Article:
School employees protest Snyder appeal

 

Members of the Michigan Education Association and the American Federation of Teachers met in Southfield and across the state Aug. 3 for a protest response to Gov. Rick Snyder’s announcement last month that he would appeal a June ruling by the Michigan Court of Appeals.

According to a news release from the MEA and AFT, both a trial court and, most recently, the Michigan Court of Appeals have struck down Public Act 75 of 2010 as unconstitutional.

PA 75 mandated that all school employees contribute 3 percent of their salary through an involuntary payroll deduction to fund retiree health care — a benefit they were not guaranteed to receive, the release said.

The law was in place from 2010 to 2012, and more than $550 million was taken from 200,000 school employees during that time. The money is currently being held in an interest-bearing escrow account pending an outcome to the case, which has been appealed by the state three times already.

A large group armed with picket signs gathered in front of Southfield High School, 24675 Lahser Road, at 10:30 a.m. for the protest. Following speeches from protest attendees, picketers took their efforts to the sidewalk in front of the school, along Lahser Road, to make their voices heard.

Beyond Southfield, school employees gathered in Detroit, Escanaba, Flint, Grand Rapids, Kalamazoo, Lansing, Marquette, Mount Pleasant and Traverse City to protest Snyder’s decision.

“This is an issue for more than 200,000 educators all over the state. They’re angry. They are owed thousands of dollars, and they’ve been waiting years for endless legal appeals,” said Doug Pratt, public affairs director for the MEA. “It’s time for the money to be returned to them, and we’re out today calling on Gov. Snyder to drop this latest frivolous appeal and to stop wasting taxpayer money on lawsuits that continue to be lost by the state.”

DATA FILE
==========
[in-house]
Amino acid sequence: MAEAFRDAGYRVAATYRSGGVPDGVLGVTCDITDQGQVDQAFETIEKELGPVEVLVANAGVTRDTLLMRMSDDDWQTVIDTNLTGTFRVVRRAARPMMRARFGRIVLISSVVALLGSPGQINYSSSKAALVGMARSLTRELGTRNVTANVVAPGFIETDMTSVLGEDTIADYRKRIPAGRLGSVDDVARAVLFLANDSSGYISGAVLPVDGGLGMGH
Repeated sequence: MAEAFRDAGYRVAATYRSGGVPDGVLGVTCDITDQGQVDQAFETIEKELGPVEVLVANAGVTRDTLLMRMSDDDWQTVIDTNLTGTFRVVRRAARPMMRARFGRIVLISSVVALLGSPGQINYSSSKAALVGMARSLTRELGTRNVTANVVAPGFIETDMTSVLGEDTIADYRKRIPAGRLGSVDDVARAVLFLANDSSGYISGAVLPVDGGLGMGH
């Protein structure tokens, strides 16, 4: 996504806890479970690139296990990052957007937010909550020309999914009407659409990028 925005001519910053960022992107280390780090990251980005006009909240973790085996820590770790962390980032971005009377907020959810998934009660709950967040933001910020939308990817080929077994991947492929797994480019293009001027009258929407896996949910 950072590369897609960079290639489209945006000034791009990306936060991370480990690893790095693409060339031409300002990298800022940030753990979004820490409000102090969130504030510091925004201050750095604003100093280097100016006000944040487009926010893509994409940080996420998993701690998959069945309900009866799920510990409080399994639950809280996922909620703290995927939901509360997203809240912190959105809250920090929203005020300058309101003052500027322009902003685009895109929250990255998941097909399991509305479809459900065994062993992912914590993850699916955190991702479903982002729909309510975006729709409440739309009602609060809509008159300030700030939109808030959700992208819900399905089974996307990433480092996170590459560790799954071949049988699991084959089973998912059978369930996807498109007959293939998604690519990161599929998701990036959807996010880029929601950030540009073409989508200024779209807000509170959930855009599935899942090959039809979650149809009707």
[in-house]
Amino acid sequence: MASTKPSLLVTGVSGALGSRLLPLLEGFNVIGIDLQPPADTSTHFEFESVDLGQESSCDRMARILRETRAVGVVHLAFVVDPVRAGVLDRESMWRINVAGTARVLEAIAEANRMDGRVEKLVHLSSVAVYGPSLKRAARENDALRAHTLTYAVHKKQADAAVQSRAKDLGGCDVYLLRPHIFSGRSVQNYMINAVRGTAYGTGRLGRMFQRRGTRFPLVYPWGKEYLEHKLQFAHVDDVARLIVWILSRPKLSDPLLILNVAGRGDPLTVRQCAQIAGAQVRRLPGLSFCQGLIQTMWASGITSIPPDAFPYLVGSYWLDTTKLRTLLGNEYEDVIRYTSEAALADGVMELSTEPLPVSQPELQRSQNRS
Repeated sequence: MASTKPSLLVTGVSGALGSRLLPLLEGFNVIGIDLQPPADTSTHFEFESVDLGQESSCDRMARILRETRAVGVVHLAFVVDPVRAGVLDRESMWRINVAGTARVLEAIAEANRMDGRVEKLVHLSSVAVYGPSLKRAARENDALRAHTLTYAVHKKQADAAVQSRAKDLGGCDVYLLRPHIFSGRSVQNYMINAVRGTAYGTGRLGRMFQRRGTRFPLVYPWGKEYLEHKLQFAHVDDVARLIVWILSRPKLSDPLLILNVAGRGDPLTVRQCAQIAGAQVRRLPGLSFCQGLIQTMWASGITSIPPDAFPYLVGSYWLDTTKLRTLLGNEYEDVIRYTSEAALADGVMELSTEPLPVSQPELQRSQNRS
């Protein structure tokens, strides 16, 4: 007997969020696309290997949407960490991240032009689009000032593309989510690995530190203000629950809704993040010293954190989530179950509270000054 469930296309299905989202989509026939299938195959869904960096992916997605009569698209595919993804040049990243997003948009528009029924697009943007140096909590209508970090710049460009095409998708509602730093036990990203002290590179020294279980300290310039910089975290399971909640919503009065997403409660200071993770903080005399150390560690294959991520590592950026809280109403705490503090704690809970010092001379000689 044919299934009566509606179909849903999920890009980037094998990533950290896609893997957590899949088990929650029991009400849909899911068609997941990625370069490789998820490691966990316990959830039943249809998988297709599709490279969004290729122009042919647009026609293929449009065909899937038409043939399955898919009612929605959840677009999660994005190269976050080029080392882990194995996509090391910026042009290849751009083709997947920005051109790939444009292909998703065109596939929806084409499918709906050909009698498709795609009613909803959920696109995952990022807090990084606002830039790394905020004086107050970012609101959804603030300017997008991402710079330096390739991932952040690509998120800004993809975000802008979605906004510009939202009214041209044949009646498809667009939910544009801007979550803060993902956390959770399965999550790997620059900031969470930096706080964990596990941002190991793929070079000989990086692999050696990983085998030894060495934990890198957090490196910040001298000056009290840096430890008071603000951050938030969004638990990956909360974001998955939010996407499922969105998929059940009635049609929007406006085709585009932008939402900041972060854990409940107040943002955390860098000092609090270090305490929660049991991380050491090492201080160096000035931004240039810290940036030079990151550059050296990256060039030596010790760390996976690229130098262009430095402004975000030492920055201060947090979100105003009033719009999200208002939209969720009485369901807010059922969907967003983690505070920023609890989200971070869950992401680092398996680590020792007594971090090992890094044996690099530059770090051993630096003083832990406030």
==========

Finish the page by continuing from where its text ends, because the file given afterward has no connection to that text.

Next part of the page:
Southfield Public Schools Board of Education member Yolanda Charles, who is also a member of the AFT as a teacher at Wayne County Community College, attended the protest.

“It affects not only teachers on the ground, but it also affects school districts, which is why I felt it imperative to be here today, just to show my support. In fact, if we can continue to have coalitions and partnerships like this, it would be great,” Charles said.

Michael Graves, a paraprofessional at SPS for 29 years, was carrying a sign that said, “It’s our money.”

“I want the money that’s due to me, that’s rightfully mine,” Graves said. “It’s as if the governor has an animosity toward public school employees, and it’s just becoming unbearable.”

Sharon Thomas, who has been a teacher at Adler Elementary for 19 years, said she believes the issue is black and white.

“When you have people in the (Republican Party) saying this is wrong, it begs the question and I think for me, it’s not about my money — it’s about right and wrong,” Thomas said.

Both Thomas and Graves said the protest will not affect their students when it comes time to go back to school.

“One thing about educators: we never bring what has happened to us personally or indirectly into the classroom, because that is not appropriate,” Graves said.

“If money was the issue, I wouldn’t have gone out and spent $400 on supplies for my children. Money is not the issue — the issue is the legality,” Thomas said.

State Rep. Jeremy Moss, D-Southfield, attended the protest, and said the issue hits close to home.

“I am the son of a public school teacher who was the MEA representative in her building. I’m a graduate of public high school here in our district, and I’ve just seen a continuing attack on public education from Lansing Republicans,” Moss said. “I think it’s at a breaking point that enough is enough.”

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